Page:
How You Can Learn To Code & Get That Tech Shmoney
Technology is a male-dominated industry, that’s for sure. But it’s also one of the fastest growing industries in the world — and the pay is ridiculous.
Plus, it’s fun. And the feeling of creating new worlds through code shouldn’t only belong to men.
Tech can be kind of a shit-show when it comes to misogyny and sexism in the workplace, but having more women in tech roles will help cut down on that problem. So if designing the next Snapchat has ever felt like something that would interest you, here are some resources for potentially making it your career.
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1. Khan Academy
This site is a multimedia resource on subjects like math, science, and computer programming. Even my 11-year old cousin has a Khan Academy account. It’s great for all ages without making you feel dumb. You can learn multiple computer languages with the luxury of videos and sample projects. My favorite resource.
2. Code Academy
GDI is a non-profit organization providing low-cost events (some are just $20!) to teach programming skills. The materials section has some great introductory tutorials.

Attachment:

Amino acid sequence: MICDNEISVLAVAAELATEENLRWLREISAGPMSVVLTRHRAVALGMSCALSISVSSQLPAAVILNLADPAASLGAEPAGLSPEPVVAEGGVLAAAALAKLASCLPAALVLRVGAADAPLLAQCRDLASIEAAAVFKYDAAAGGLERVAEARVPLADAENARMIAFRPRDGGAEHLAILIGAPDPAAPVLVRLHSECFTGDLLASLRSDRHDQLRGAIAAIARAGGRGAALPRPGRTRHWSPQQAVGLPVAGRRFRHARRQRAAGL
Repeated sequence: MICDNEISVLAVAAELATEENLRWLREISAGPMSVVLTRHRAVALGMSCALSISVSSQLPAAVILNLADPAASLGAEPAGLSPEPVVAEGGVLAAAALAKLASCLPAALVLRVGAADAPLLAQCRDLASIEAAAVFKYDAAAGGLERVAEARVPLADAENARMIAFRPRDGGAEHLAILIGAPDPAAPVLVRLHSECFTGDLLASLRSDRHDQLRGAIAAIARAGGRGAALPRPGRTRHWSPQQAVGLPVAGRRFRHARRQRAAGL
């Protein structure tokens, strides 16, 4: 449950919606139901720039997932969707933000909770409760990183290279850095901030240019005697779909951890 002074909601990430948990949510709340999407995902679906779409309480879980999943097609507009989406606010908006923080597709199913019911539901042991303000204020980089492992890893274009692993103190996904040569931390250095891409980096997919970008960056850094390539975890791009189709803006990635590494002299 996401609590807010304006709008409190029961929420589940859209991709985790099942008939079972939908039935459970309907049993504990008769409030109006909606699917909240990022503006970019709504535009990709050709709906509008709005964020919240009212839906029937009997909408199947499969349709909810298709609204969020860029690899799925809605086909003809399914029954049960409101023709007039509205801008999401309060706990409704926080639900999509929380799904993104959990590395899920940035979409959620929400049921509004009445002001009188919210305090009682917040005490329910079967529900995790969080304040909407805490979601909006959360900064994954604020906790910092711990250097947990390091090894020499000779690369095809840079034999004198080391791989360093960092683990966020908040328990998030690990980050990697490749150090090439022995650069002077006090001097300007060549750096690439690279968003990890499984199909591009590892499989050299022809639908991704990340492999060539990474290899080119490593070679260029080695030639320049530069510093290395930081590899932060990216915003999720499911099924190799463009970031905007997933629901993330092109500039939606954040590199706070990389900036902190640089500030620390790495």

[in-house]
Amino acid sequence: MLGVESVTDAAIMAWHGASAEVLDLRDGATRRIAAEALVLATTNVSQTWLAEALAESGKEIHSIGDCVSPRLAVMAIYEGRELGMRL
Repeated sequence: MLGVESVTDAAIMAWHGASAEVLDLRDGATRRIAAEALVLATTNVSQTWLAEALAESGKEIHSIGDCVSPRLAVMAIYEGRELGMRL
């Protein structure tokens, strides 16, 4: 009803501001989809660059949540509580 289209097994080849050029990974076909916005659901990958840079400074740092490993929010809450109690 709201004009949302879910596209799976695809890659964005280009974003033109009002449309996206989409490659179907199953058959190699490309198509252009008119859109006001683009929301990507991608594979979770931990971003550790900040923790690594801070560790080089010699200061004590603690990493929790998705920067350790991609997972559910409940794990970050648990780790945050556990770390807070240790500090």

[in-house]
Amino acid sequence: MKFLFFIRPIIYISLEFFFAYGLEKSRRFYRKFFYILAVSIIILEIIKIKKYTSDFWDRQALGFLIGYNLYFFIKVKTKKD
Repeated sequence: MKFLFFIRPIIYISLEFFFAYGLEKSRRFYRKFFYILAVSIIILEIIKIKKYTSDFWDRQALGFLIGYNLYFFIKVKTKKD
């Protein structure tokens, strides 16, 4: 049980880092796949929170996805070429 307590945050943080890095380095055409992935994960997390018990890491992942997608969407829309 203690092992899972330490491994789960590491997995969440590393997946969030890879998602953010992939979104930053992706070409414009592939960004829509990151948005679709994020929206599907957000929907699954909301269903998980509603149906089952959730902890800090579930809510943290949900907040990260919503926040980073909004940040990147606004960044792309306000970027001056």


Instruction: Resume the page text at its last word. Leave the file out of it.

This site offers a roadmap with introductory materials and events in different countries for web design and graphic design. It’s a not-for-profit organization that motivates women to become tech builders, not just consumers.
6. Django Girls
DG is a non-profit organization that organizes free workshops in HTML, CSS, Python, and Django. They also have great resources for learning online.
This site offers free 10-day bootcamps and inexpensive career programs in coding and web development that are easily translatable to a career. All of their courses outline exactly how much money people typically make in each field.
RGG provides events all over the world that teach coding skills. The website also includes guides for building and launching apps.
Codebar provides a list of tutorials for coding and programming, plus a bunch of events that are exclusive to women, LGBTQ+ individuals, and other members of underrepresented minorities.
10. W3 Schools